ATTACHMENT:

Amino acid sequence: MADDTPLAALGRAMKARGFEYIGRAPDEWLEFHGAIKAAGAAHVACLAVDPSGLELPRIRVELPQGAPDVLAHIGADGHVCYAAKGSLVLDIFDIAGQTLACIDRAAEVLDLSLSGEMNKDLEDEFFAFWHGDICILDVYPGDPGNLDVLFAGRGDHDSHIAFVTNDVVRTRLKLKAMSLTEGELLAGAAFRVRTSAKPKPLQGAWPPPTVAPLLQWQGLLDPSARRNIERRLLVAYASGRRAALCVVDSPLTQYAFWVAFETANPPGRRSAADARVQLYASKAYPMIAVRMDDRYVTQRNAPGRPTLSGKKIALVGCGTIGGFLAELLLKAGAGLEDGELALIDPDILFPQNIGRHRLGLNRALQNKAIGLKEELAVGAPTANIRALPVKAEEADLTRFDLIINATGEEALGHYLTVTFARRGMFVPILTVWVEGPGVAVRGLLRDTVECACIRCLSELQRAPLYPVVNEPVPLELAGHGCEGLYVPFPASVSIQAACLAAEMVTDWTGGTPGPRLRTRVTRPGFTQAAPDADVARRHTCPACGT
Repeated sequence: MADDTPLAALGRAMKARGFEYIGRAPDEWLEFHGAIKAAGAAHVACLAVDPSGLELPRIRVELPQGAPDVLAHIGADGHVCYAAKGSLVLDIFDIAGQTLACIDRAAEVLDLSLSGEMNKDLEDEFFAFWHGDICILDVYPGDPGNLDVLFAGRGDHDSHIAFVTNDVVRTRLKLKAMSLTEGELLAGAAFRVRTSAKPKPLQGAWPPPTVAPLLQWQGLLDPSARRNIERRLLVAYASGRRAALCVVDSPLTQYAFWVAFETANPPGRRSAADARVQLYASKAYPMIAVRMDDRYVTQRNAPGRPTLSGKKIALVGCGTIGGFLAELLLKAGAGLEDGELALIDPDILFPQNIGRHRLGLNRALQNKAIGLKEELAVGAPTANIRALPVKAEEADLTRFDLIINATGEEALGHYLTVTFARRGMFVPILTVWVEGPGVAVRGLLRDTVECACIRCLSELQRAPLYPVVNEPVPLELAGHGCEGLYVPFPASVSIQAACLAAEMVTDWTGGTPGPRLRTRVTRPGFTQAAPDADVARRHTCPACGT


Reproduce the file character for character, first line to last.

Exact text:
Amino acid sequence: MADDTPLAALGRAMKARGFEYIGRAPDEWLEFHGAIKAAGAAHVACLAVDPSGLELPRIRVELPQGAPDVLAHIGADGHVCYAAKGSLVLDIFDIAGQTLACIDRAAEVLDLSLSGEMNKDLEDEFFAFWHGDICILDVYPGDPGNLDVLFAGRGDHDSHIAFVTNDVVRTRLKLKAMSLTEGELLAGAAFRVRTSAKPKPLQGAWPPPTVAPLLQWQGLLDPSARRNIERRLLVAYASGRRAALCVVDSPLTQYAFWVAFETANPPGRRSAADARVQLYASKAYPMIAVRMDDRYVTQRNAPGRPTLSGKKIALVGCGTIGGFLAELLLKAGAGLEDGELALIDPDILFPQNIGRHRLGLNRALQNKAIGLKEELAVGAPTANIRALPVKAEEADLTRFDLIINATGEEALGHYLTVTFARRGMFVPILTVWVEGPGVAVRGLLRDTVECACIRCLSELQRAPLYPVVNEPVPLELAGHGCEGLYVPFPASVSIQAACLAAEMVTDWTGGTPGPRLRTRVTRPGFTQAAPDADVARRHTCPACGT
Repeated sequence: MADDTPLAALGRAMKARGFEYIGRAPDEWLEFHGAIKAAGAAHVACLAVDPSGLELPRIRVELPQGAPDVLAHIGADGHVCYAAKGSLVLDIFDIAGQTLACIDRAAEVLDLSLSGEMNKDLEDEFFAFWHGDICILDVYPGDPGNLDVLFAGRGDHDSHIAFVTNDVVRTRLKLKAMSLTEGELLAGAAFRVRTSAKPKPLQGAWPPPTVAPLLQWQGLLDPSARRNIERRLLVAYASGRRAALCVVDSPLTQYAFWVAFETANPPGRRSAADARVQLYASKAYPMIAVRMDDRYVTQRNAPGRPTLSGKKIALVGCGTIGGFLAELLLKAGAGLEDGELALIDPDILFPQNIGRHRLGLNRALQNKAIGLKEELAVGAPTANIRALPVKAEEADLTRFDLIINATGEEALGHYLTVTFARRGMFVPILTVWVEGPGVAVRGLLRDTVECACIRCLSELQRAPLYPVVNEPVPLELAGHGCEGLYVPFPASVSIQAACLAAEMVTDWTGGTPGPRLRTRVTRPGFTQAAPDADVARRHTCPACGT